Yesterday morning we set off again from Coiano—after sleep much disturbed by a soccer match apparently so thrilling that it had to be followed by a block party with pounding music at high volume till the wee hours of the morning—this time in the company of our friends Paul and Melissa. Happily the scenery was the best we’ve had all week, mainly off highways and up on the ridge of the Tuscan hills. It was foggy so the views were not as impressive as they probably would have been, but the great variety of greens still showed through as we passed under Italian cypresses and through ever-more-ripe olive groves.
At one point we were walking through a vineyard and startled a pair of ringneck pheasants and their young, but they didn’t fly off, so we walked alongside them for quite awhile, enjoying a close-up look at these beautiful birds. A little later we met some local humans hard at work pressing grapes for wine, leaving behind huge round cakes of grapeskins. Yet another spot showed us a little flock of sheep guarded by two dogs that resembled miniature polar bears in color, shape, and gait; they were also by far the friendliest dogs we’ve met in Italy—they snuck out under the fence and walked along with us for at least a mile. In between these episodes we hikers enjoyed catching up; it had been a long time since we’d all seen each other.
About 4 p.m. I happened to remark how lucky we were not to have had any rain all day, since it had been forecast and I’d forgotten our umbrellas. Exactly three minutes later the downpour began. This is the sort of thing that would make me superstitious except that, thinking back on it, I’m pretty sure I said it after glancing up at the sky and noticing the horribly threatening gray clouds. I suppose my weather senses have sharpened after so many days spent mostly outside (and in a lot of rain). Paul and Melissa were kind enough to lend us one of their two umbrellas, so we marched along as couples arm in arm, huddled under our respective umbrellas, along the last few kilometers of highway until we came into San Gimignano.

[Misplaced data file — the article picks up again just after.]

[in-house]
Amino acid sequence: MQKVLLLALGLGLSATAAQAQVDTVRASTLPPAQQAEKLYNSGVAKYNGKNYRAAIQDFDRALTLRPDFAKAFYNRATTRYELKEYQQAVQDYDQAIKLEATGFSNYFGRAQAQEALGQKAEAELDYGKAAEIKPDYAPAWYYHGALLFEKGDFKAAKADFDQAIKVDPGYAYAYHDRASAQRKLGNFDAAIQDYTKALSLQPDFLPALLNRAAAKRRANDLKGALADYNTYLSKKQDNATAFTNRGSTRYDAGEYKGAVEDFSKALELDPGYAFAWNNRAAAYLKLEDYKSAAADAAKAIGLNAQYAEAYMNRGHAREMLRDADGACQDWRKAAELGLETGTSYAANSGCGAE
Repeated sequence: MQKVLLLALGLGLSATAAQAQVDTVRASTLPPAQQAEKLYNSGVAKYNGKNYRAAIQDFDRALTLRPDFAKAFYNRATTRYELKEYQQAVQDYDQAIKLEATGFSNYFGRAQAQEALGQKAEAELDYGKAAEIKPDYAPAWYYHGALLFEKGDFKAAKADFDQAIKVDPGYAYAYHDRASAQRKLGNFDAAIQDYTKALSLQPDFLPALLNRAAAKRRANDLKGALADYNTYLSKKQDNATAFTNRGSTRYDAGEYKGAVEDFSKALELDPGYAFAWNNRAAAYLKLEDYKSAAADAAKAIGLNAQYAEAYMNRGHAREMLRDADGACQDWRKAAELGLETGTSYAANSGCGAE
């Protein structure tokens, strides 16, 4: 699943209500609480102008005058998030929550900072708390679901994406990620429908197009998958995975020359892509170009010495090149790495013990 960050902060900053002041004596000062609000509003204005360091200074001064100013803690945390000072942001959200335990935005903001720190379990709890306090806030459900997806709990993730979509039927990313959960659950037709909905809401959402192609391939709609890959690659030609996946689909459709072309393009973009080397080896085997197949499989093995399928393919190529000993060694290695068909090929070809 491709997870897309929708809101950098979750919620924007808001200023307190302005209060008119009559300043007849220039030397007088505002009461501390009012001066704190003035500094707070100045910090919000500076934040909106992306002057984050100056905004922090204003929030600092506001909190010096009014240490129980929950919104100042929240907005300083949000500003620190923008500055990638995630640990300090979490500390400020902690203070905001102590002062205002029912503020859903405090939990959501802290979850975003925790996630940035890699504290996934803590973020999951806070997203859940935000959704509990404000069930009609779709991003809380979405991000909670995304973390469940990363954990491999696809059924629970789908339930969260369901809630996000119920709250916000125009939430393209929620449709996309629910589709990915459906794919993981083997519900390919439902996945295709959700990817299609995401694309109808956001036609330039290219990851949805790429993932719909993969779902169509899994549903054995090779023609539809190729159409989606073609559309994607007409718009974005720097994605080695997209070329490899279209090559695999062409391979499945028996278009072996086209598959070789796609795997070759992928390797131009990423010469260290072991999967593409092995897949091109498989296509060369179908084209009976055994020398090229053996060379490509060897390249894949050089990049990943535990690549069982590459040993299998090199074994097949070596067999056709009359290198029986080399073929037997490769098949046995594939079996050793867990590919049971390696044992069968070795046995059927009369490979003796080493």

San Gimignano is one of those remarkable hilltop towns made entirely of stone, with no lawns or trees or any other soft material. It has 16 or so towers now, but it used to have 72 until its Florentine rivals to the north came along and put the locals in their place. Now it is thronged with late-season tourists and the shops that cater to them. Paul and Melissa had decided that by this point we would all be in need of a break, so they hosted us at a beautiful bed-and-breakfast just outside the town with the most amazing view we’ve had, a proper kitchen, and beds for us all—which means a whole two nights off from the camper! The pheasants rejoiced.
Today was our first Sunday rest day in a long time so we actually made it to church at San Agostino (fitting, though it doesn’t seem to be a church attached to the Augustinian order, and in any event Luther most likely didn’t come this way—we’ll rejoin his route in two days when we get to Siena). Every so often the linguistic fog cleared and I comprehended a few words of Italian, the combined benefit of similarity to Spanish and the limited ritual vocabulary of the liturgy. After a leisurely walk back through town—this time in sunshine—we plopped ourselves down in our guest rooms and did a whole lot of sitting.
Andrew was very excited at the prospect of grilling for dinner (Europeans on the whole don’t grill with the same passion or frequency that Americans do) but, as we probably should have expected, it was exactly when he lit the grill that the downpours came back. Dinner got cooked, though by the time it was all over Andrew, who’d had to hide himself and the grill under a pair of umbrellas, smelled like an excellent cut of beef (in Paul’s apt words). Given the way we’ve smelled over the course of the past 57 days, that was a pretty nice compliment.